Photography Pixy Liao

The art auction raising funds for the Asian American community

In response to the wave of anti-Asian racism sweeping the US, a new initiative seeks to support those in the diaspora hardest hit by the pandemic.

by Mahoro Seward
20 May 2020, 2:00pm

Photography Pixy Liao

Though the coronavirus pandemic may have made life a little darker over the last few months, it’s also brought light in the form of displays of human kindness and altruism. Creative communities, in particular, have proven particularly quick to take action to help out, with fashion houses reconfiguring their production lines to produce sanitising hand gels and PPE, and esteemed photographers holding print sales to raise money for critically underfunded hospitals, health trusts and food banks.

These initiatives have provided needed support to critical infrastructures straining under pressure, but few have been dedicated to specific, badly hit communities. An example of such a community is the United States’ Asian diaspora; the target of antagonistic political and press discourses that have sought to burden China with sole responsibility for the pandemic’s global spread.

As a consequence of this toxic narrative, directly stoked by figures as high-standing as Donald Trump, Asian-owned businesses have suffered exponentially, and a wave of racist hate crimes against members of the Asian diaspora has swept the country. Often, these incidents go unreported due to “stigma and fear of the police,” says Sirui Ma, a photographer based between London and New York. Due to the lack of a formal record of these incidents, Sirui says, “people think that this isn't happening -- these things aren't being talked about as much as they should be”.

In response, she teamed up with Lulu Yao Gioiello, the editor-in-chief of FAR NEAR, on Artists for Asian American Federation, for an auction initiative to raise money and awareness for the nonprofit organisation. They’ve called upon a diverse range of Asian creatives to donate work which is available to bid for on their freshly launched website. You’ll find a signed copy of 9m88’s new album, belts and chokers by Yeha Leung, photography by Pixy Liao and Sirui herself, and much more. As much as the auction is a purpose-driven initiative to raise funds for those members of the community most in need, it’s also a warm celebration of the creative vibrancy of America’s Asian community, and testament to the need for it to be preserved. Just before the auction went live, we caught up with Sirui and Lulu to hear more about the motivations behind it.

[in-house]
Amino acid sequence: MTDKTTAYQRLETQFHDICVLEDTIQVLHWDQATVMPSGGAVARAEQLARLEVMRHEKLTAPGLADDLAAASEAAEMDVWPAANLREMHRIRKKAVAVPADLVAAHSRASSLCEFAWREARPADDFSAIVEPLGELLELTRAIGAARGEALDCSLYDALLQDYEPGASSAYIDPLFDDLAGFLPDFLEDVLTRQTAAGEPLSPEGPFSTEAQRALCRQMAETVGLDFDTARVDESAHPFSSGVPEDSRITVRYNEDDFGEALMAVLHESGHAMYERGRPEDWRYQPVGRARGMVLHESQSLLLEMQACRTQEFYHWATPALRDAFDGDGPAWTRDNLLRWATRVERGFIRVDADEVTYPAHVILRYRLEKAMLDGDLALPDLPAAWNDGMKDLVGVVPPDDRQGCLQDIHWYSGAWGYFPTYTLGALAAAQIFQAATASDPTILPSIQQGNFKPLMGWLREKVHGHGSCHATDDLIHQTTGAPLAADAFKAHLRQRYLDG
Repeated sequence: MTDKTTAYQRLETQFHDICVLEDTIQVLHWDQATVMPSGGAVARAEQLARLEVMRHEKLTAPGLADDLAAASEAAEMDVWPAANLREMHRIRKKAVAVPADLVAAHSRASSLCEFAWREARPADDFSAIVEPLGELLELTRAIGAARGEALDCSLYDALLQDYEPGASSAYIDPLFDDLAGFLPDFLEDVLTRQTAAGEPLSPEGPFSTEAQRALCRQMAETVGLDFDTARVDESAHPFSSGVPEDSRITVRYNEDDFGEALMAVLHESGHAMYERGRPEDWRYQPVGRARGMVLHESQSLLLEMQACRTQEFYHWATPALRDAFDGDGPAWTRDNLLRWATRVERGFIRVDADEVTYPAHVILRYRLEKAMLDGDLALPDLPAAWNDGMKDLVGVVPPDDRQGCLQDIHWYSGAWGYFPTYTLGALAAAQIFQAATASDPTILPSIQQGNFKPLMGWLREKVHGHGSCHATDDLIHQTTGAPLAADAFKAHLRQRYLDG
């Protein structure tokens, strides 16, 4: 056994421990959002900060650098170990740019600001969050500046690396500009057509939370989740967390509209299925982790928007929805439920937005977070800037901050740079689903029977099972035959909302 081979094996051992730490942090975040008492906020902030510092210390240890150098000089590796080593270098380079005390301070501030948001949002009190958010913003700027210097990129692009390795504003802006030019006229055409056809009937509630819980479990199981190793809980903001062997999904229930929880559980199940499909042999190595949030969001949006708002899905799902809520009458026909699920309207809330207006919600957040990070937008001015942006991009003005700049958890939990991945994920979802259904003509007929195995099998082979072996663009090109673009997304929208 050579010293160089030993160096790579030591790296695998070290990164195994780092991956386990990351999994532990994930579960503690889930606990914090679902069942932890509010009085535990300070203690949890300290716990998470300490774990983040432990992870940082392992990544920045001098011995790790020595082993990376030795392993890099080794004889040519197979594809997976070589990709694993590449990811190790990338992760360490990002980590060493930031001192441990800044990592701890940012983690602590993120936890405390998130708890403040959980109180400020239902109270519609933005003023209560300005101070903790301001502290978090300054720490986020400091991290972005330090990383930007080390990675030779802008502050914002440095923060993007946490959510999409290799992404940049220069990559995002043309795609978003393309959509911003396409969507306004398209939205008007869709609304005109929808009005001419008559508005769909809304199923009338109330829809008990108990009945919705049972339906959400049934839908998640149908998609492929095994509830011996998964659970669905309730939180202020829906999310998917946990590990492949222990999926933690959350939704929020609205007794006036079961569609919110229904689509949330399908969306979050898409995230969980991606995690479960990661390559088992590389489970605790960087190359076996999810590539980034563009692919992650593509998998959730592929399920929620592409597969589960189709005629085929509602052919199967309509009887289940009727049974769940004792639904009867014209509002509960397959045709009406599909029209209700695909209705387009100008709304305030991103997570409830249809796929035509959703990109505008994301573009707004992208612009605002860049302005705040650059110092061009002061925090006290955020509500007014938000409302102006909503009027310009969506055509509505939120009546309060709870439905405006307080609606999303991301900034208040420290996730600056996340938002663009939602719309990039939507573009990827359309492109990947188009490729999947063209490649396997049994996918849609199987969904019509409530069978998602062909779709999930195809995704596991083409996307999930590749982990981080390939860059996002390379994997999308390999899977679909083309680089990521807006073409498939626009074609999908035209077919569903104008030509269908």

'Untitled', Sirui Ma
Sirui Ma

What's your personal reaction been to seeing this wave of anti-Asian racism sweep across Europe and America?
Sirui: At the beginning of the outbreak, I was scared to go outside. I've received some weird looks and remarks that have made me feel really uncomfortable. I spoke to my Chinese and Asian friends, and they’d had similar experiences too, including situations that have become aggressive. It’s made me really sad, as people think that our community is so silent and submissive that we won't do anything, which allows it to go on even more.

Lulu: My first reaction was nervousness and fear regarding how it was going to affect Asian communities in different parts of the world. At that point, there were already racist headlines in French newspapers, saying things like 'Yellow Alert' and 'Yellow Peril'. They shut down Chinese New Year parades and all these things, and people were boycotting Chinatowns all over the world. I was even more scared for people who live in communities where there aren't as many Asians -- like the Midwest, or other parts of America where you might be the only Asian family. All around you, there are people who might think that you're a virus, and will react out of fear and anger at losing their freedom. People have been using the Asian community as a scapegoat, which is really terrifying.